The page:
“Given the fact that you think, as you state in your note to me, that images and language of this kind are acceptable content for a Holy Rosary student to share on-line, we clearly do not have a functioning partnership with you for building up the Catholic culture of the school.  For that reason--although it gives me no pleasure to tell you so--you will need to find other educational options for your children for next year, in a setting that better aligns with the values that you hold and espouse with respect to the occult and the diabolical.  It is the clear, public, and consistent teaching of the Catholic Church since the days of Christ’s earthly ministry and His casting out of demons, that the forces of darkness are real.”

And with that, any fleeting hope of Morgan or his sister remaining at Holy Rosary Academy was gone with the wind. Morgan’s plainly rebellious, Macabre commentary on Instagram gave the school a convenient reason to deny his application, apart from the contentious social issue of gender identity and sexual orientation.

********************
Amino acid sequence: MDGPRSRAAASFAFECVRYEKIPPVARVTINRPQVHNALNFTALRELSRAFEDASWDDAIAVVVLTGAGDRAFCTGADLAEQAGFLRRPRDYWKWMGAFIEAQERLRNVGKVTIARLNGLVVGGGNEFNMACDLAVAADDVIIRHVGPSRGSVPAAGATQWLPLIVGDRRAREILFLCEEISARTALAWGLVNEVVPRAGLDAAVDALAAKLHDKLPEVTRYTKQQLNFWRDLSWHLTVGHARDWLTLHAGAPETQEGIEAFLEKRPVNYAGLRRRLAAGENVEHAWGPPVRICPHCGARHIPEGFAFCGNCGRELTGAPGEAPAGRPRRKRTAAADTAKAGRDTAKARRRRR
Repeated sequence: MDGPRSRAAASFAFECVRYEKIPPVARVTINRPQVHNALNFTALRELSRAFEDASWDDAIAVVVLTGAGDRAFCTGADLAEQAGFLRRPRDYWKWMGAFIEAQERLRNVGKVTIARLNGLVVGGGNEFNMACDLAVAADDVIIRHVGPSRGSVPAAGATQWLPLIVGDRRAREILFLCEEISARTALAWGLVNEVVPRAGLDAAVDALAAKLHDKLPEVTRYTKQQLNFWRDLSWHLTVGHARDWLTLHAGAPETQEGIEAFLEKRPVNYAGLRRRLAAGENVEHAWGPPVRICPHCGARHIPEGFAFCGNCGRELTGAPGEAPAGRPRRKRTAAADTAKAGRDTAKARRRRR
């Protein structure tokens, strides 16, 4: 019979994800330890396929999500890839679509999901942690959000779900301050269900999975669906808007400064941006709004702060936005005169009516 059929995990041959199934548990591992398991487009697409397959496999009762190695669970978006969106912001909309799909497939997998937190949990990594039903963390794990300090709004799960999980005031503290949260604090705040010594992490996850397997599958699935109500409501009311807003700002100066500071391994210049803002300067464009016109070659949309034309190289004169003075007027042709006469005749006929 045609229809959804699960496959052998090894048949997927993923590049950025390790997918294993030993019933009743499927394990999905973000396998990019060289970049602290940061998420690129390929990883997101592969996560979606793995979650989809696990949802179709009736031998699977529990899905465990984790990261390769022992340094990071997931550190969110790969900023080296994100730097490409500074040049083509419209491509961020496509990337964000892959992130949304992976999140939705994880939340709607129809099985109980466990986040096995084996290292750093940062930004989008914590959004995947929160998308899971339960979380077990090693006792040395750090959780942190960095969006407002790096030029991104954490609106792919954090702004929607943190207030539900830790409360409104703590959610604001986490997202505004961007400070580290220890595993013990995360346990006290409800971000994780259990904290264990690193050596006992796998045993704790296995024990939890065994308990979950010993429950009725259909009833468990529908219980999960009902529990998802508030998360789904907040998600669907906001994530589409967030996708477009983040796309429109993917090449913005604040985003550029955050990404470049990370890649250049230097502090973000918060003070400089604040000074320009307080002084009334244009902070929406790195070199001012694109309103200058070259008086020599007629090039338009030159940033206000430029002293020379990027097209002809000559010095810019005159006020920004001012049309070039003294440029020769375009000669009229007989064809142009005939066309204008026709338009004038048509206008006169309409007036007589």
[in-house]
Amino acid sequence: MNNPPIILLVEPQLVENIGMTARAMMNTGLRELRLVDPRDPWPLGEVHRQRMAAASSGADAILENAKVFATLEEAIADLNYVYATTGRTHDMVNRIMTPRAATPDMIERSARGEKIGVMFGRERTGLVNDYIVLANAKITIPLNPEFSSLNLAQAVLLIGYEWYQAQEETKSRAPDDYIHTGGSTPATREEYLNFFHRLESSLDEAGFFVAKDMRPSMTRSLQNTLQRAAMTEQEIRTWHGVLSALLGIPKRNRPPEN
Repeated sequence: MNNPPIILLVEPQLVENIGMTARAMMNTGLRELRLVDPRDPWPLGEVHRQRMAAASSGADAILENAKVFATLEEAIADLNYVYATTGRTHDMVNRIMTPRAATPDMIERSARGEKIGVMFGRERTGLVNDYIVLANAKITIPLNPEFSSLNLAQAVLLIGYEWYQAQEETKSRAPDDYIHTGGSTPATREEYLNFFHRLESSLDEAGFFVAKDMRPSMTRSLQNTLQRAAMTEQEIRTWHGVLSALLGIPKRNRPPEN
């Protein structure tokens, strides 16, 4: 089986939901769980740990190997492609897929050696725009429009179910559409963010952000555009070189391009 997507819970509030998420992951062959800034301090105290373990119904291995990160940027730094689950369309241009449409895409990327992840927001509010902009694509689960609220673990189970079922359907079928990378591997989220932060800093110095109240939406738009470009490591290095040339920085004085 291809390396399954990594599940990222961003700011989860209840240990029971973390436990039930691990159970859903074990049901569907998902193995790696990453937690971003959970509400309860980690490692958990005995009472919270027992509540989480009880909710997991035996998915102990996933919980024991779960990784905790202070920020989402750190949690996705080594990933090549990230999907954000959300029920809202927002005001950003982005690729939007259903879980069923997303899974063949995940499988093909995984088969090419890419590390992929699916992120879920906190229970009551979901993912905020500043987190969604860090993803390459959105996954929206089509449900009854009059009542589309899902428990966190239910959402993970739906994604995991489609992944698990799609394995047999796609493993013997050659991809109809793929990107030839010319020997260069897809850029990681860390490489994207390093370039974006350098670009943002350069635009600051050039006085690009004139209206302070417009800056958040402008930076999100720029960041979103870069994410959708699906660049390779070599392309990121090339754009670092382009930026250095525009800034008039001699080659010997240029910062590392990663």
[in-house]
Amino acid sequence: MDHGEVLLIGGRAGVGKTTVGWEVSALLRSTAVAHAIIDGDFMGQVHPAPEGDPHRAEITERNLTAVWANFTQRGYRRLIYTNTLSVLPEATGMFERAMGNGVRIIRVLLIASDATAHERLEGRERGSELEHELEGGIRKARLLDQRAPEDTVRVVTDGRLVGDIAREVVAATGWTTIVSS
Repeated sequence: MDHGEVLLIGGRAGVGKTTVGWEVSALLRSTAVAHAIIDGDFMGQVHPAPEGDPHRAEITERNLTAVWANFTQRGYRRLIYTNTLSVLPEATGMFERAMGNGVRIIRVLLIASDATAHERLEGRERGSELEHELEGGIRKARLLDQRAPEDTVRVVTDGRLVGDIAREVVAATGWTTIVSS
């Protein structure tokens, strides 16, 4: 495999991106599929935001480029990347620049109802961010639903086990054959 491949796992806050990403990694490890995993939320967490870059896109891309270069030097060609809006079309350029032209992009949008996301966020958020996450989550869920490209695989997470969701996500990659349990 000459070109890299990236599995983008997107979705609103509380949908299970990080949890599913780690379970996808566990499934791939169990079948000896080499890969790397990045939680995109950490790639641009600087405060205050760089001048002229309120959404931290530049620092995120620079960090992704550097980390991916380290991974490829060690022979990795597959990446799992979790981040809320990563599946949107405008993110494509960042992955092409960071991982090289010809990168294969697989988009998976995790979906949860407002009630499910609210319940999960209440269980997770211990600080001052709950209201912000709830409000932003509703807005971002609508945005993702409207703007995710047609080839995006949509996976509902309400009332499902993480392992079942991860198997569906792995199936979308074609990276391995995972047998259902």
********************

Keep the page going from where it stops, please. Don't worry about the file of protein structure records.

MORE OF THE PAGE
For the Joyners, this journey has found a relatively happy end. Joe reports that Morgan is off to a good start to his senior year at Service High School and continuing to pursue his interest in taxidermy as an intern at Knight’s Taxidermy in Anchorage. Natalie is also doing well, Joe reports, as an eighth-grader at Hanshew Middle School.

Legally speaking, the courts have consistently sided with the right of private religious schools to discriminate against students so long as they receive no state or federal funds. The Anchorage Press is currently attempting to ascertain whether Holy Rosary Academy receives any public money.


Another question posed to Newcomb that went unanswered was whether the school intends to deny enrollment to other students whose parents do not follow the Nicene Creed, which would also prohibit the participation of non-believers like the Joyners and many others around the nation do quite openly when they enroll their children in Catholic schools for reasons of education, athletics or, as in the case of Morgan, to avoid being treated less-than-human.

Load comments